In this video clip, Climate Central's Dr. Heidi Cullen explains that what we've known as "normals" for our climate, during the past decade, will very likely change soon. The new climate normal will provide key information for decisions we make in the future, ranging from what we plant, to what we pay for energy, and even to where we take a vacation.

This video segment highlights research that supports the idea that warmer oceans generate and sustain more intense hurricanes.

Video presents a broad overview of what (NASA) satellites can tell us about how climate change is affecting oceans.

This is an interactive map of California and the Sierra Nevada mountains, showing projected variations in water stored in snowpack, from 1950 to 2090, assuming low or high emission scenarios over that period of time. Interactive can be adjusted to show different months of the year and various climate models, graphed by site.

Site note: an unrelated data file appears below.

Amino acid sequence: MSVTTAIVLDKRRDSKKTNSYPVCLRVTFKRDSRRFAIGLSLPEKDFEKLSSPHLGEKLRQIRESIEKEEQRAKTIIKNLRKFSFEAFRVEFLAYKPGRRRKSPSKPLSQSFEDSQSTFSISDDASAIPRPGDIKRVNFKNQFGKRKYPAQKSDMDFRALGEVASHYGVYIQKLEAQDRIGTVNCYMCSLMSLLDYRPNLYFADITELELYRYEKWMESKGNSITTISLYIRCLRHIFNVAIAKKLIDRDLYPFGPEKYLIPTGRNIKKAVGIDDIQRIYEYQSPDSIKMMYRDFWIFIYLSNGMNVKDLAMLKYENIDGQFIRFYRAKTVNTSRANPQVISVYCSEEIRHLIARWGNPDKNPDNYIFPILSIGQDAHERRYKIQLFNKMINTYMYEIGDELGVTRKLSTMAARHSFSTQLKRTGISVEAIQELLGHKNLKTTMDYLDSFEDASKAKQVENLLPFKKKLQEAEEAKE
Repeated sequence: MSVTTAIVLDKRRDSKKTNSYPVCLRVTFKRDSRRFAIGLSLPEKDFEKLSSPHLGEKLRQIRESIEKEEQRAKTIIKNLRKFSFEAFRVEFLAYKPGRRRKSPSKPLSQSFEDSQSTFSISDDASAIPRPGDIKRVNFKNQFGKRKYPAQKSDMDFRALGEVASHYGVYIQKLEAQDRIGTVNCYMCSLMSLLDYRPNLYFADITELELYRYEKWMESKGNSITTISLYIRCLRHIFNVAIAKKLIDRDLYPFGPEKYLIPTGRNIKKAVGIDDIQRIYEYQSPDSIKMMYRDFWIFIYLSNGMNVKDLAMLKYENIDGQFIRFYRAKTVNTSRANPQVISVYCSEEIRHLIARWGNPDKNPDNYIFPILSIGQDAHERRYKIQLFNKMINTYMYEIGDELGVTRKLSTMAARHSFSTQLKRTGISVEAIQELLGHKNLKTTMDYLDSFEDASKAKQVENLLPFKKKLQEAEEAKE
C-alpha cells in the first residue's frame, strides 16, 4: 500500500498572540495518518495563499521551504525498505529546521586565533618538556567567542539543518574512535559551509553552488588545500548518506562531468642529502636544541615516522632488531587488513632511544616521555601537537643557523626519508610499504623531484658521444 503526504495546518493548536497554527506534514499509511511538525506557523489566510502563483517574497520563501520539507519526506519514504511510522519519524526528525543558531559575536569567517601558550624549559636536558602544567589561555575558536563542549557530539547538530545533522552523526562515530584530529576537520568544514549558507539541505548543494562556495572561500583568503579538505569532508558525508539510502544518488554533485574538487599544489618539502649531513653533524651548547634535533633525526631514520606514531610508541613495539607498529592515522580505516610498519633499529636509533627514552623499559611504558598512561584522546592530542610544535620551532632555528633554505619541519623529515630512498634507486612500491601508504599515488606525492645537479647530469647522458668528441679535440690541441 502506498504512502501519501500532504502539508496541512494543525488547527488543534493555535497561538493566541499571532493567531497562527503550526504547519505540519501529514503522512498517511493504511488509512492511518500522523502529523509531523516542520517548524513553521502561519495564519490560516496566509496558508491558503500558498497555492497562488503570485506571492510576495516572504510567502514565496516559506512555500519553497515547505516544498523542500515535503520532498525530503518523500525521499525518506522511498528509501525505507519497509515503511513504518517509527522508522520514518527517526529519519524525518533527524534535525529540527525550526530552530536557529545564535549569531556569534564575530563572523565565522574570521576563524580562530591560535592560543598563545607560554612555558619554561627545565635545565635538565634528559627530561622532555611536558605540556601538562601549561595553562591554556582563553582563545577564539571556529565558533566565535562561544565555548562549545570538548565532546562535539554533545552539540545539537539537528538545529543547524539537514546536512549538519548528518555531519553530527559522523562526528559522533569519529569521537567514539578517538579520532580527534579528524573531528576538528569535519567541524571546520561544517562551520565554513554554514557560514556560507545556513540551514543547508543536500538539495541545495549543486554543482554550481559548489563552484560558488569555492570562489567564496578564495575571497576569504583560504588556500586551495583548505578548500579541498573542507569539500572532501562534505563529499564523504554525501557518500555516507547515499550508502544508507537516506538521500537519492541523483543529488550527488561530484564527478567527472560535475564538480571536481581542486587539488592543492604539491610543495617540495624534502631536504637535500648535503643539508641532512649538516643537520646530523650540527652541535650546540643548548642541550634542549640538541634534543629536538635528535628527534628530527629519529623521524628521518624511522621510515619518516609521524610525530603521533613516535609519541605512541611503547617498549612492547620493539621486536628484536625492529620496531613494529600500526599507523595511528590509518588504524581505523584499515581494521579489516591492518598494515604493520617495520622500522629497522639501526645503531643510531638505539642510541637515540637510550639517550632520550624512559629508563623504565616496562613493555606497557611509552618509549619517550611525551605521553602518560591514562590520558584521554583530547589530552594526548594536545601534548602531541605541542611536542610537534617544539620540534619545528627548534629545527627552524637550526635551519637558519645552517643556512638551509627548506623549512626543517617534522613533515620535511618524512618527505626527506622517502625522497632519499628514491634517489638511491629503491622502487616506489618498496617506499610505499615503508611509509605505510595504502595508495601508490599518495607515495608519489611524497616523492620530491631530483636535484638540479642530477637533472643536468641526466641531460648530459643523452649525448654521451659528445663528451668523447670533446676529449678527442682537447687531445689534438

The Electricity data browser allows individuals and organizations to create, download, or view graphs, reports and tables based on energy data sets for 2001-2013 from the US Energy Information Administration. Data sets include generation and consumption, sales, costs and quality. Can choose various ways to represent these data sets. Note: This site is being updated based on feedback from users.

This video looks at the impact of changing climate on animal habitats around the world, showing how different creatures are responding to changing temperatures and precipitation patterns.

This series of four animations shows how some of the key indicators of climate change (average global temperature, sea level, sea ice extent, carbon emissions) have changed in Earth's recent history.

This series of visualizations show the annual Arctic sea ice minimum from 1979 to 2010. The decrease in Arctic sea ice over time is shown in an animation and a graph plotted simultaneously, but can be parsed so that the change in sea ice area can be shown without the graph.

This is a slideshow without audio about the effects of sea level rise on a Louisianan coastal community - the Isle de Jean Charles -- and focusing on the human impact of disappearing land.

This animated visualization was created for the planetarium film 'Dynamic Earth'. It illustrates the trail of energy that flows from atmospheric wind currents to ocean currents.